Review: DuckDuckGo (May 2014 redesign) Compared to Google, Bing, Yandex

If you are reading this article, you’ve probably already heard of DuckDuckGo. Internet users that stick with the status quo usually don’t look any farther than the first search option offered by their web browser. On the other hand, inquisitive users that depend on the Internet for statistics, comparisons, and hidden pearls of useful information are probably all too familiar with the perks and pitfalls of the current Internet search engines. DuckDuckGo was nothing more than a miniscule blip on the radar of demanding Internet searchers since its inception in 2008. However, the recent scandal of NSA monitoring resulted in a massive influx of users defecting to DuckDuckGo. And a major refresh of DuckDuckGo’s interface in May, 2014 also attracted the attention of many new users, including myself. So, how does DuckDuckGo compare to the big players in the Internet search engine field? Will users who prefer DuckDuckGo for privacy related issues find what they are searching for? Read more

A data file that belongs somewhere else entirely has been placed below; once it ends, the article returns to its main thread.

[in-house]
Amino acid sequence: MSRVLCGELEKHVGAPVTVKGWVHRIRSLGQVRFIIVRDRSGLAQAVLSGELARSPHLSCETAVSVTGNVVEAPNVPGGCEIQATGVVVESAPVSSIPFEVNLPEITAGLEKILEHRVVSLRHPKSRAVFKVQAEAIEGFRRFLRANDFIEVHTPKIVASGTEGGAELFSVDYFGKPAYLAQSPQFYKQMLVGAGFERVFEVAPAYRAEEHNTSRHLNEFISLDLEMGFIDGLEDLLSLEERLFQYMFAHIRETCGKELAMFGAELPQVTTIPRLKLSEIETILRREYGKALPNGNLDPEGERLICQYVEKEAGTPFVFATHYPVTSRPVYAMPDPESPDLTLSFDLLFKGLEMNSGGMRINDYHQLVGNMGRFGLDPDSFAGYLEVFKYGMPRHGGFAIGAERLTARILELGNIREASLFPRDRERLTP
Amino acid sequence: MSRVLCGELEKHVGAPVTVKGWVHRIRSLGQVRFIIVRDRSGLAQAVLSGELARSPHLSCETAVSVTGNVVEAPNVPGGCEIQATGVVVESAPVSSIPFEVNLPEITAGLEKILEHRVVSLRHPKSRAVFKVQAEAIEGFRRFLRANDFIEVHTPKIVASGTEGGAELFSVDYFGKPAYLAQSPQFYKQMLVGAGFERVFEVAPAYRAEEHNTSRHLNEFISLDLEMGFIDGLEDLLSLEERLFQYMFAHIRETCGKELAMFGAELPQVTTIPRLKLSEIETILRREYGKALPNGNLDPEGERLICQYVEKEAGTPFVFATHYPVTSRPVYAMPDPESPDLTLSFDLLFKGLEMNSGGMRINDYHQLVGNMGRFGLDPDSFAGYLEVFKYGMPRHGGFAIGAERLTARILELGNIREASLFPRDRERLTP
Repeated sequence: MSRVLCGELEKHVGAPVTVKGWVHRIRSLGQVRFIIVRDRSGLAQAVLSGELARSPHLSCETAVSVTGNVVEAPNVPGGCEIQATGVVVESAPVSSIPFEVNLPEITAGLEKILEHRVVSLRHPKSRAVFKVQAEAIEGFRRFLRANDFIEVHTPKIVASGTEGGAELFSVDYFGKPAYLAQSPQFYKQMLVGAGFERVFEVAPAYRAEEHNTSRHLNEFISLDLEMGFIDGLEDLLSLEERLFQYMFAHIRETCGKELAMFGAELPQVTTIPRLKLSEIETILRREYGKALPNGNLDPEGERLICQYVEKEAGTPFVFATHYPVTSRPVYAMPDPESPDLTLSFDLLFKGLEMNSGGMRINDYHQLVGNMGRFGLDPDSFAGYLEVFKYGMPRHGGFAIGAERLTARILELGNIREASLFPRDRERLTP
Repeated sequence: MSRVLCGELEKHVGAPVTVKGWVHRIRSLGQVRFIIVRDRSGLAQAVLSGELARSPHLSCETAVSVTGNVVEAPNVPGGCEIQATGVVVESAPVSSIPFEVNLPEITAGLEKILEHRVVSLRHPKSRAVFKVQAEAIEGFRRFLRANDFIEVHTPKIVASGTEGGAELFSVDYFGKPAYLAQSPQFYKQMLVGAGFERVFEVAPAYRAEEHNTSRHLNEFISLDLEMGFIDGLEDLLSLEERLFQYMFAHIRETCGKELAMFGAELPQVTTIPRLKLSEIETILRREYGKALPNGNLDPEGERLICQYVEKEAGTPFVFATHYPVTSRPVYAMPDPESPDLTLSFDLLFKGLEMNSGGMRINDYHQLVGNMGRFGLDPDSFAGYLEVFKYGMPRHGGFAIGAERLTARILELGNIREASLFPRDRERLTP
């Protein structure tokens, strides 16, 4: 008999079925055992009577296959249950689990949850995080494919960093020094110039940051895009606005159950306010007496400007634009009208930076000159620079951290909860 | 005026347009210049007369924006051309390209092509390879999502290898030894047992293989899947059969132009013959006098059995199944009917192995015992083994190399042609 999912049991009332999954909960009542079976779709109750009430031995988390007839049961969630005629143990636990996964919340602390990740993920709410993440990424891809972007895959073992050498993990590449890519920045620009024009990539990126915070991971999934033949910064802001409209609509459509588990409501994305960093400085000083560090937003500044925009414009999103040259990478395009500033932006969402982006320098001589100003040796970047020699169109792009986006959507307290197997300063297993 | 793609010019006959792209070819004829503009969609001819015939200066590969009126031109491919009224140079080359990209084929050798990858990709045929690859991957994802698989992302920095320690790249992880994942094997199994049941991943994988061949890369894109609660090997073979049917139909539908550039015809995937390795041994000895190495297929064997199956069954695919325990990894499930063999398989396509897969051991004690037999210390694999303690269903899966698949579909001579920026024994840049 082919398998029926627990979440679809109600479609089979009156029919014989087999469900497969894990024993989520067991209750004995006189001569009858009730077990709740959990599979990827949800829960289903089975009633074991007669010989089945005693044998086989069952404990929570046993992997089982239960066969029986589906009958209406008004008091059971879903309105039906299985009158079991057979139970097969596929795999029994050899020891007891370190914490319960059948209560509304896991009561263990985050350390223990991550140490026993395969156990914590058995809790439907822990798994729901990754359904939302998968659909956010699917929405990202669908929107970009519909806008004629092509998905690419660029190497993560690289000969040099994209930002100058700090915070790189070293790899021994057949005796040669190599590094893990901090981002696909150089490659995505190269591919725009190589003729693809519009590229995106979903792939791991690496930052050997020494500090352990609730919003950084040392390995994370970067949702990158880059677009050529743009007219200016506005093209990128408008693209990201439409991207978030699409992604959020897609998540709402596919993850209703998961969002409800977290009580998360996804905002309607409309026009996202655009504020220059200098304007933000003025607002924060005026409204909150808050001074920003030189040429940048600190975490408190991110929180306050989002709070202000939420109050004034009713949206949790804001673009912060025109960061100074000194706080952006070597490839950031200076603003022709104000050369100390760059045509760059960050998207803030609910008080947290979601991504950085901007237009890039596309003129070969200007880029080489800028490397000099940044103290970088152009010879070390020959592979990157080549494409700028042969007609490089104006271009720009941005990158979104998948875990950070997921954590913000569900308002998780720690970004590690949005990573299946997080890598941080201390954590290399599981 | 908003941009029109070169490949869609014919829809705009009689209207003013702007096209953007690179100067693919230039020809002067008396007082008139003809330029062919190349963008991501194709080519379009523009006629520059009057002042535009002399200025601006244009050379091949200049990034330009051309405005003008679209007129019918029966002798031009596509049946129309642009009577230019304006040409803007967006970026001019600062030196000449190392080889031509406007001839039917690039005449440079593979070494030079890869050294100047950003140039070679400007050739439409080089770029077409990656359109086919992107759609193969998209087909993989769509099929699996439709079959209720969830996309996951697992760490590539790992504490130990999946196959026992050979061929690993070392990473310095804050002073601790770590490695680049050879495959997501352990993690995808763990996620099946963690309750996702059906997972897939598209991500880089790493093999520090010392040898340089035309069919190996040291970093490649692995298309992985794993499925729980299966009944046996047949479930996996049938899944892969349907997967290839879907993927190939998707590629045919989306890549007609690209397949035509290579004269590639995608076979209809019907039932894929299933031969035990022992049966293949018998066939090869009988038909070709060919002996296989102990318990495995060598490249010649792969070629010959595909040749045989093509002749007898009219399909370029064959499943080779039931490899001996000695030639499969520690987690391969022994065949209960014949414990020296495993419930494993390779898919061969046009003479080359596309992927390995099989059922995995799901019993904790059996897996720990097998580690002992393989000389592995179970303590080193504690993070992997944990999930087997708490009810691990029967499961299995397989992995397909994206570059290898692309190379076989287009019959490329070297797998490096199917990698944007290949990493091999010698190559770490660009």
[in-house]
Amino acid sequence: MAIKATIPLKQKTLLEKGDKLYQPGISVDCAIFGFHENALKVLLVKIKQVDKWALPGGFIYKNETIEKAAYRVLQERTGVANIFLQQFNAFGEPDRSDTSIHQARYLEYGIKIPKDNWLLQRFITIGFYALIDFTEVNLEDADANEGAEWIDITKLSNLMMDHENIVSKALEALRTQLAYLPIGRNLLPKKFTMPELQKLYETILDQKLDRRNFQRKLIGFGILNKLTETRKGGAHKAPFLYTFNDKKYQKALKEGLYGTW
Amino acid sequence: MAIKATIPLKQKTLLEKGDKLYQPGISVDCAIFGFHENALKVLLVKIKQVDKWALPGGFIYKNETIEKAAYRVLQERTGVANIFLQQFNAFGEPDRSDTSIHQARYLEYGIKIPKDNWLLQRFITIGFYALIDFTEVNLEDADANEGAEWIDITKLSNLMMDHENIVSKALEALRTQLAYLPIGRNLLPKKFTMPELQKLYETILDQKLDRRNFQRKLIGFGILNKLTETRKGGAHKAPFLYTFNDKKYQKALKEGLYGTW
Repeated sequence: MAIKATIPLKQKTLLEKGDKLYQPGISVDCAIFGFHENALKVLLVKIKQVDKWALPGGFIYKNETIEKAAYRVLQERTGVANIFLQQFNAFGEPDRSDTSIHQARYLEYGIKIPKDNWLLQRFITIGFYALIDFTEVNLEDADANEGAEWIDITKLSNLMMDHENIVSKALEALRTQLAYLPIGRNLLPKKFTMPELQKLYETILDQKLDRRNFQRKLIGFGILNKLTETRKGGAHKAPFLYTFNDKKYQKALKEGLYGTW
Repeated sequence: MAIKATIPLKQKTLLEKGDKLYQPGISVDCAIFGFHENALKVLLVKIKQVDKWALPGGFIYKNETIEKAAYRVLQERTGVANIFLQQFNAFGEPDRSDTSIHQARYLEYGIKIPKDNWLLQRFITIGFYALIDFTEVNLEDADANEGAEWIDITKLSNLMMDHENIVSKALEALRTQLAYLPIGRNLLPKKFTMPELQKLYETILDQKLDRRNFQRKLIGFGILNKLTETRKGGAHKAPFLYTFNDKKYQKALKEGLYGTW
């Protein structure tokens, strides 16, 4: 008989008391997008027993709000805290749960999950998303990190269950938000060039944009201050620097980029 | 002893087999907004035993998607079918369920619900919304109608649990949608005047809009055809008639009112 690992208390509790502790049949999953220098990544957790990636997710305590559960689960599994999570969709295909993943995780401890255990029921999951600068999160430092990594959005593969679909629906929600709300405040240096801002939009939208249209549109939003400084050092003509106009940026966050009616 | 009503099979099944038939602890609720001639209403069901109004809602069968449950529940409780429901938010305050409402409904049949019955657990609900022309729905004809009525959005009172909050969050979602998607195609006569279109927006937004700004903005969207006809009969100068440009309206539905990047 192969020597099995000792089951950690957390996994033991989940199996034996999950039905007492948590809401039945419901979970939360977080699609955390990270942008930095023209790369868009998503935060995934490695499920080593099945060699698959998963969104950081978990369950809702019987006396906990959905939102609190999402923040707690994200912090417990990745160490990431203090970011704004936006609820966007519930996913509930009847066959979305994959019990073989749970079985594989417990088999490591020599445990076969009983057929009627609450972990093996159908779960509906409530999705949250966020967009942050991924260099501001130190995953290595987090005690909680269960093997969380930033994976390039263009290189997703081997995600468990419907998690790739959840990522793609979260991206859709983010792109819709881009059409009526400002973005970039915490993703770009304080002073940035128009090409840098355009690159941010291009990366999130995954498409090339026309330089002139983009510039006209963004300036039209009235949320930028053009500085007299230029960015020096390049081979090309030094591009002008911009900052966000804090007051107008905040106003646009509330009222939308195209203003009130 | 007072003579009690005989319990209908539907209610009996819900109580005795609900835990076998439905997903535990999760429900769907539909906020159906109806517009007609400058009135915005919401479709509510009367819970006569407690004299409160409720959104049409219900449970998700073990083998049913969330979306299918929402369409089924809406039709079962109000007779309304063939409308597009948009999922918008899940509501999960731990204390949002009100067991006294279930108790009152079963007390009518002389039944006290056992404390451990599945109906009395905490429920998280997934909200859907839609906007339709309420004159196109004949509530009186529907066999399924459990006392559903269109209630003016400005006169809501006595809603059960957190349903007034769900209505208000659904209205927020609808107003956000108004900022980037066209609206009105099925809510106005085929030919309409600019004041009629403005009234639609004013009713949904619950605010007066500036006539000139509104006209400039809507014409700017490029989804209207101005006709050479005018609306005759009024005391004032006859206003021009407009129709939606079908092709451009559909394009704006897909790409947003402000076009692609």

Review: Manjaro Linux 0.8.9 (Cinnamon edition)

Arch Linux is highly respected throughout the Linux community as a cutting edge, well designed, rolling-release Linux distro with superb documentation. But at the same time, it is also discarded as a non-option by many Linux users, including experienced ones, for being time consuming to install and configure. I fall into this latter group. So, what’s a self-respecting Linux user supposed to do if (s)he wants to run Arch Linux but doesn’t want to a dedicate a whole weekend to it? Enter Manjaro, a Linux distro based on Arch. It is important to note that Manjaro is not just a re-branded Arch spin. In fact, it’s not truly an Arch system, and it does not use the Arch binary package repositories. But it’s dependent on Arch and it supposedly maintains all of the desirable features of Arch, while at the same time trying to mitigate or solve some of Arch’s less than desirable traits. Read more

In support of open source launchers